The temperature profile of a commercial lever group

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Chert
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Postby Chert » May 21, 2011, 10:02 pm

I am looking for a discussion about controlling the temperature of a commercial lever group. With the CMA group that I have, a bottomless portafilter, fine setting of the BV and a bit of distribution generally produces no channeling and a sweet and complex shot when the group is warmed up. Too cold the shot is sour and too simple. Through the winter the group did not produce bitter shots with my pressurestat set to cycle off at 1.25 bar as long as the pour appeared good. However, I am concerned that in the warmth of a summer day, outside things may overheat. Then at my local Farmer's Market, I could produce a shot I think looks extracted well, but not hold the ideal flavors I wish to share.

I read recently in another thread that 3 hours spent with Gwylim Davies on the Victoria Arduino did not produce great shots, just consistently very good shots.

So I tried once more to measure temperatures. My TC doesn't last placed between the portafilter and the puck and I didn't find the measurements made much sense previously so I measured in a different way. Like using the Richard Penney's thermometer strip on the Pavoni, the method I seek would allow me to know by temperature when the shot will drift into the overheated bitter zone. I tried a method today that seems to hold some promise. (A temperature strip is not calibrated correctly since the sink effect of the group has the outside quite cool but the superheated water entering the group and interacting with the coffee is nearer the ideal extraction zone.)

I placed a probe down in the plastic cowling blindly trying to make sure it is near metal. (TC1) I placed another probe against the middle of the bell and covered it with metal ductwork tape. (TC2) BTW, that stuff doesn't stick too well (a good thing since one of my extra groups will always have the firmly adherent thermometer colorstrip attached or lose some chrome - I would guess). Then I used my usual routine, pulling tasty shots TC 1 in the range of 60-75 and TC2 50-65 (all temperatures in Celsius). I found that the machine eventually settled into temperatures of TC1 low 70s and TC2 low 60s. However by running water through groups or pulling shots in succession TC1 climbed into the low 80s and TC2 closer to 70. In that temperature range the shots were bitter with deleterious effect on straight espresso and cappuccinos. (based on Zoka Espresso Quattro 15 grams app 10 sec preinfusion 28 sec extractions.) I was able to cool the group with a bowl of cold water drawn up into the group until the TC probe came back down to 73C and again found the espresso sweet.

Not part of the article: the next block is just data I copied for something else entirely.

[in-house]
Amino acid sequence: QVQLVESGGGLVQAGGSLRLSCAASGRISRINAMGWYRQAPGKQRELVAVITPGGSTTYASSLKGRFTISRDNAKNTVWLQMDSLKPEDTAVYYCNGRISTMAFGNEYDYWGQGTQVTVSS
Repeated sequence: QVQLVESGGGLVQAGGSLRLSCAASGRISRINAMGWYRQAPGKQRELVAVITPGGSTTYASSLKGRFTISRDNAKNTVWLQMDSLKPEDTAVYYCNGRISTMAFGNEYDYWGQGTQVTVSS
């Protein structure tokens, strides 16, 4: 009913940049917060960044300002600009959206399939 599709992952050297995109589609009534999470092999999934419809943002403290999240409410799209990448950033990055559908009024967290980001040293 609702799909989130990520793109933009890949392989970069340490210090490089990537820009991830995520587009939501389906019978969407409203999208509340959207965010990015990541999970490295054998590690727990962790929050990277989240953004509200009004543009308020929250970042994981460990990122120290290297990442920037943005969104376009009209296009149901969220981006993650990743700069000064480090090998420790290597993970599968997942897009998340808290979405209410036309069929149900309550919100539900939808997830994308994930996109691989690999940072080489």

I will need to repeat this testing to see if I can use my thermometer to notify me when to cool the group. I will test again tomorrow.

Anyone input as always is appreciated.
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Clint Orchuk
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Postby Clint Orchuk » May 21, 2011, 10:08 pm

Hi Flint. You lost me on this one. I don't even know what a TC is. I just fiddle around with the temperature and the grind until it tastes right on my Astoria lever at the markets.

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Chert
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Postby Chert » May 21, 2011, 10:36 pm

Hi Clint, Great! (TC is a thermocouple or temperature sensor for digital thermometer - abbreviation I've seen used on these fora.) Sorry if the post is disjointed.

I was hoping you might see the thread. As a barista one cannot taste the drink. So aside from visual cues, how can one be sure of the quality of the drink. The group is quite forgiving and the only drawback is that one cannot dial in the temperature profile. One can use stale coffee or grind too coarse or underdose and thereby overwhelm the heat sink to overheat the extraction or one can do the various steps right and end up with a really tasty treat, but when your groups are hot, I suggest you pull 2-3 shots in succession and taste the next one. Might be bitter...
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Clint Orchuk
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Postby Clint Orchuk » May 22, 2011, 12:47 am

Before the market gets busy, I pull three or four shots and get the temperature and the grind right so the shot tastes balanced. Today was really busy, so I just trust that my dose is pretty consistent and just keep going. I keep my eye on the bottomless and on the color of the stream out of the other group. As the day heats up, I can see I need to adjust the grind. Every time I do that, I stop and taste a shot and make sure it's still good. If I pull a bad shot (for whatever reason) I just dump it, tell the customer that it would have been crap, adjust on the fly, and usually the next one is okay. If I'm not totally sure, I'll give the customer or someone else a shot and ask for feedback. Taking cash, grinding, pulling shots, steaming, washing glasses, getting milk from the cooler into the thermos, pulling the manual fill........ I don't have time to do it perfectly or be super precise.

The feedback has been astonishing. I'm new at this, so I know I have a long way to go. I think the coffee served around this valley must be really bad to warrant the feedback I've been getting.